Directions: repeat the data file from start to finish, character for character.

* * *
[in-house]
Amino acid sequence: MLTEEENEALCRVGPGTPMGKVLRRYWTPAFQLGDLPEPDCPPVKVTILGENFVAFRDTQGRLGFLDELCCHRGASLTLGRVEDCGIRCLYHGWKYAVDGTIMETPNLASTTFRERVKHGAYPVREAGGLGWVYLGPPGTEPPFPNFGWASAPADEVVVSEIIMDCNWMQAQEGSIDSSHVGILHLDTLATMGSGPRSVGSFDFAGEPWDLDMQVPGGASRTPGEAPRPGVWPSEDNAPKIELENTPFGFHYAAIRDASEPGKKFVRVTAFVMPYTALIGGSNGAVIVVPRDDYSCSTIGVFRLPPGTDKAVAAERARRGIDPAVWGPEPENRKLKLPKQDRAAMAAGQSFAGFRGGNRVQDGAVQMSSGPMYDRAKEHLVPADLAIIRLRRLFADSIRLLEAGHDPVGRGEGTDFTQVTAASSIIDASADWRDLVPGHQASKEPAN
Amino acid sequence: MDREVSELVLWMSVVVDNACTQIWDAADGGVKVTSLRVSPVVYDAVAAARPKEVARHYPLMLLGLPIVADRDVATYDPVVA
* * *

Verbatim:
[in-house]
Amino acid sequence: MLTEEENEALCRVGPGTPMGKVLRRYWTPAFQLGDLPEPDCPPVKVTILGENFVAFRDTQGRLGFLDELCCHRGASLTLGRVEDCGIRCLYHGWKYAVDGTIMETPNLASTTFRERVKHGAYPVREAGGLGWVYLGPPGTEPPFPNFGWASAPADEVVVSEIIMDCNWMQAQEGSIDSSHVGILHLDTLATMGSGPRSVGSFDFAGEPWDLDMQVPGGASRTPGEAPRPGVWPSEDNAPKIELENTPFGFHYAAIRDASEPGKKFVRVTAFVMPYTALIGGSNGAVIVVPRDDYSCSTIGVFRLPPGTDKAVAAERARRGIDPAVWGPEPENRKLKLPKQDRAAMAAGQSFAGFRGGNRVQDGAVQMSSGPMYDRAKEHLVPADLAIIRLRRLFADSIRLLEAGHDPVGRGEGTDFTQVTAASSIIDASADWRDLVPGHQASKEPAN
Amino acid sequence: MDREVSELVLWMSVVVDNACTQIWDAADGGVKVTSLRVSPVVYDAVAAARPKEVARHYPLMLLGLPIVADRDVATYDPVVA